|Rio Operations Centre, COR|
There are at least three ways to do so:
1. Put people at the centre of any decision
People are the ultimate users; they know what they need and how much they can afford. Ask them and plan the infrastructures starting with the result you are likely to achieve.
The wrap-up at The Economist Urban Infrastructure conference last month in London was precisely this: people, common sense and collaboration for breaking down silos should be the drivers of infrastructure planning.
2. Think holistically
A city is made of many interacting parts. It is a system of systems where each and every one contributes to a common good (see diagram 1). Focusing on a specific and punctual proposal without considering and acting upon its context does not make a sustainable solution. A well-functioning town is a balanced one that gives equal importance to all systems.
|Diagram 1: SaC works with 11 systems|
3. Go simple and one step at a time
Systems can be built gradually, starting with the more important first. This is easiest done with simple, possibly low-tech solutions, which in infrastructure translates into lowering the standards. They can be upgraded at a later stage when the community progresses. It is important though that space for all systems is provided from the beginning without ever compromising it.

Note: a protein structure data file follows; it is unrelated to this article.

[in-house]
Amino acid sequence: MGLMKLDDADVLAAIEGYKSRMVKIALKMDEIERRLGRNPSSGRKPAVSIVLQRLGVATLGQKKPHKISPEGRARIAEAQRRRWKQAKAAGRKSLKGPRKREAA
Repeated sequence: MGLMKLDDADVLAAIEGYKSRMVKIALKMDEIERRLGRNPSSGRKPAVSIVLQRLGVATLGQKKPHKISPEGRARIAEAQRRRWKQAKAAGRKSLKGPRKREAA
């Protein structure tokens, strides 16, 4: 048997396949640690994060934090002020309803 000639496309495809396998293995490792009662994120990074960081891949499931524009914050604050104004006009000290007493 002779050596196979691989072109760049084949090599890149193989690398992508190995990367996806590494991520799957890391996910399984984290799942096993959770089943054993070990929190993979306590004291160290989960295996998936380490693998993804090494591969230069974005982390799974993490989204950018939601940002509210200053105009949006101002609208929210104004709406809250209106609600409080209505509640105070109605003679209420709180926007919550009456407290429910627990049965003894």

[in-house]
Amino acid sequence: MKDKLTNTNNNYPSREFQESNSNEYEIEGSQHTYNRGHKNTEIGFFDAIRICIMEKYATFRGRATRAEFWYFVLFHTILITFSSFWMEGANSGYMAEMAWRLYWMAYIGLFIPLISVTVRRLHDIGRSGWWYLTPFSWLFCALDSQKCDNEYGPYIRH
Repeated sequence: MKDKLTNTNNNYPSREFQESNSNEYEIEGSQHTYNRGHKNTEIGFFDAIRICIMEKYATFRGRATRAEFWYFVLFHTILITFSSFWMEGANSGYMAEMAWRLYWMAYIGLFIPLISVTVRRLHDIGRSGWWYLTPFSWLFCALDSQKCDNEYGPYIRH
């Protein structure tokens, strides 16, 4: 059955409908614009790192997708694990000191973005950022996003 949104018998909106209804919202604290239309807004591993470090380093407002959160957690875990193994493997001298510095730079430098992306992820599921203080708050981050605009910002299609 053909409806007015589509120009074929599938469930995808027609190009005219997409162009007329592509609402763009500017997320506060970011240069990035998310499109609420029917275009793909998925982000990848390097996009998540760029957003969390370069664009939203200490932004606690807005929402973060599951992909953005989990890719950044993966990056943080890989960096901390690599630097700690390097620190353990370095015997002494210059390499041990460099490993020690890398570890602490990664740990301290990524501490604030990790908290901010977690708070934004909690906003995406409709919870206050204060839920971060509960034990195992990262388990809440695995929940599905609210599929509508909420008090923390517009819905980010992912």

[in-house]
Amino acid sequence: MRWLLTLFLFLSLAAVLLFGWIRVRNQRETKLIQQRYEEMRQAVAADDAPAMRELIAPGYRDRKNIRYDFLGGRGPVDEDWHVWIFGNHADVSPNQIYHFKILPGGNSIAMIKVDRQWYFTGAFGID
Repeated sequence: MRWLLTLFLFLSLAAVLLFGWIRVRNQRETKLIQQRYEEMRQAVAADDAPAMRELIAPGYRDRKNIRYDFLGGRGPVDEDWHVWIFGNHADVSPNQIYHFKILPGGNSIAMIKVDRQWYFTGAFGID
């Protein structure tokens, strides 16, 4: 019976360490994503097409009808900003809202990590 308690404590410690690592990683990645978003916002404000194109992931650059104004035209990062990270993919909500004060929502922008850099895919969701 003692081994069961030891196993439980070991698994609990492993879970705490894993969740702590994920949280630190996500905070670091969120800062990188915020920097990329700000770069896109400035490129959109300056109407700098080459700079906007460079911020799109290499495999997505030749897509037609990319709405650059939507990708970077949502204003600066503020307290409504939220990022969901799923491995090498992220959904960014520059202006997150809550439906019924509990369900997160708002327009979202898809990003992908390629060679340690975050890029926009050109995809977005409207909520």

At Send a City (SaC) we believe that this approach could make infrastructure travel far. We additionally monitor the impact and cost of every system. This allows the stakeholders (community and investors) to be part of the process and it helps us not to deviate from the essential. We even encourage systems towards self-organization and seek this way to empower citizens to create their urban and social reality while achieving the goals of land development and capital assets creation.
was originally published on Geospatial World onDecember 3, 2014 with the title How to Make Infrastructure Go Viral.
Cover picture by PS. Diepsloot Township, Johannesburg, South Africa.